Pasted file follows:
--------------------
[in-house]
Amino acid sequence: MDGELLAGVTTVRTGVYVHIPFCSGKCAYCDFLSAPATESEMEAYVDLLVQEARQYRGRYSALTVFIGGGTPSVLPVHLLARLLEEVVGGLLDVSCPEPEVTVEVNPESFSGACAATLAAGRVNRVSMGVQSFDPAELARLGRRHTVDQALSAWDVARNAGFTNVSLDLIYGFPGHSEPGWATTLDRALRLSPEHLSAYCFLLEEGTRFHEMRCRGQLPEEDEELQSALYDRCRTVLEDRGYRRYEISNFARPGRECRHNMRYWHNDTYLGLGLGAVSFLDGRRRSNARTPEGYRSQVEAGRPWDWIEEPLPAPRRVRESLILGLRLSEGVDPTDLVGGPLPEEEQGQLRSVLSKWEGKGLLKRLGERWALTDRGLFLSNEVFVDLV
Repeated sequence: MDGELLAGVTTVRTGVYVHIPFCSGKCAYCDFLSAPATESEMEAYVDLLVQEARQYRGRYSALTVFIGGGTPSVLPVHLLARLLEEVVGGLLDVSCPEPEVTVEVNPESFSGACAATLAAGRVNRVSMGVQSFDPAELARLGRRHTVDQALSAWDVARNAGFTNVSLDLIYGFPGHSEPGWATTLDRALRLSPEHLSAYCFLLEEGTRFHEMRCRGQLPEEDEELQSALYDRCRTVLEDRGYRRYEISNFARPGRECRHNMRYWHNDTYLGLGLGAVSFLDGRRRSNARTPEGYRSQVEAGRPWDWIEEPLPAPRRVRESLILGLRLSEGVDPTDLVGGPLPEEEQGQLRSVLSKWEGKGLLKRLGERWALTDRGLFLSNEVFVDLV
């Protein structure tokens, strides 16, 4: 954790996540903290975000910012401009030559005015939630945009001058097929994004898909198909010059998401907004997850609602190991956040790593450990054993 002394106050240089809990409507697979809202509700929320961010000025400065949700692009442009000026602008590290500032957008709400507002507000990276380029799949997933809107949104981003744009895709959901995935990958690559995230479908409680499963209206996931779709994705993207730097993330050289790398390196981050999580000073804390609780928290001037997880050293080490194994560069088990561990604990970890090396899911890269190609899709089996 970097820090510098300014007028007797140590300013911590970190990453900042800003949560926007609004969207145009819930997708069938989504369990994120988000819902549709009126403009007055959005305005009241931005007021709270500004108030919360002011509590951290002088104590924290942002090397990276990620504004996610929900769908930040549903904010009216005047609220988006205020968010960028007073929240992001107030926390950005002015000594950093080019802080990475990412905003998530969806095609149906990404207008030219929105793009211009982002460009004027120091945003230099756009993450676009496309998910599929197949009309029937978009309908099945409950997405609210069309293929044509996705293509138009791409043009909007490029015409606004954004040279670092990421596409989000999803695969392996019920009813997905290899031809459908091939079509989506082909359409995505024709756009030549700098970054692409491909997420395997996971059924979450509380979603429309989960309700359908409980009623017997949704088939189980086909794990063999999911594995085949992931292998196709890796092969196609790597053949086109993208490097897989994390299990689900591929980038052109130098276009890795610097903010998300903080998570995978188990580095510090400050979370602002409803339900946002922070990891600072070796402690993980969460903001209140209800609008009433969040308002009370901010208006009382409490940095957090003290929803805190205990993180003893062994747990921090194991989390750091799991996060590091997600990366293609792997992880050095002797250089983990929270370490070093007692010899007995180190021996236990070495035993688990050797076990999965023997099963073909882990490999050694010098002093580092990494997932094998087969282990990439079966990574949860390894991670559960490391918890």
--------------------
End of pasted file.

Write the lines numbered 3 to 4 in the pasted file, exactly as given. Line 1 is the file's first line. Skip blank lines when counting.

Repeated sequence: MDGELLAGVTTVRTGVYVHIPFCSGKCAYCDFLSAPATESEMEAYVDLLVQEARQYRGRYSALTVFIGGGTPSVLPVHLLARLLEEVVGGLLDVSCPEPEVTVEVNPESFSGACAATLAAGRVNRVSMGVQSFDPAELARLGRRHTVDQALSAWDVARNAGFTNVSLDLIYGFPGHSEPGWATTLDRALRLSPEHLSAYCFLLEEGTRFHEMRCRGQLPEEDEELQSALYDRCRTVLEDRGYRRYEISNFARPGRECRHNMRYWHNDTYLGLGLGAVSFLDGRRRSNARTPEGYRSQVEAGRPWDWIEEPLPAPRRVRESLILGLRLSEGVDPTDLVGGPLPEEEQGQLRSVLSKWEGKGLLKRLGERWALTDRGLFLSNEVFVDLV
């Protein structure tokens, strides 16, 4: 954790996540903290975000910012401009030559005015939630945009001058097929994004898909198909010059998401907004997850609602190991956040790593450990054993 002394106050240089809990409507697979809202509700929320961010000025400065949700692009442009000026602008590290500032957008709400507002507000990276380029799949997933809107949104981003744009895709959901995935990958690559995230479908409680499963209206996931779709994705993207730097993330050289790398390196981050999580000073804390609780928290001037997880050293080490194994560069088990561990604990970890090396899911890269190609899709089996 970097820090510098300014007028007797140590300013911590970190990453900042800003949560926007609004969207145009819930997708069938989504369990994120988000819902549709009126403009007055959005305005009241931005007021709270500004108030919360002011509590951290002088104590924290942002090397990276990620504004996610929900769908930040549903904010009216005047609220988006205020968010960028007073929240992001107030926390950005002015000594950093080019802080990475990412905003998530969806095609149906990404207008030219929105793009211009982002460009004027120091945003230099756009993450676009496309998910599929197949009309029937978009309908099945409950997405609210069309293929044509996705293509138009791409043009909007490029015409606004954004040279670092990421596409989000999803695969392996019920009813997905290899031809459908091939079509989506082909359409995505024709756009030549700098970054692409491909997420395997996971059924979450509380979603429309989960309700359908409980009623017997949704088939189980086909794990063999999911594995085949992931292998196709890796092969196609790597053949086109993208490097897989994390299990689900591929980038052109130098276009890795610097903010998300903080998570995978188990580095510090400050979370602002409803339900946002922070990891600072070796402690993980969460903001209140209800609008009433969040308002009370901010208006009382409490940095957090003290929803805190205990993180003893062994747990921090194991989390750091799991996060590091997600990366293609792997992880050095002797250089983990929270370490070093007692010899007995180190021996236990070495035993688990050797076990999965023997099963073909882990490999050694010098002093580092990494997932094998087969282990990439079966990574949860390894991670559960490391918890």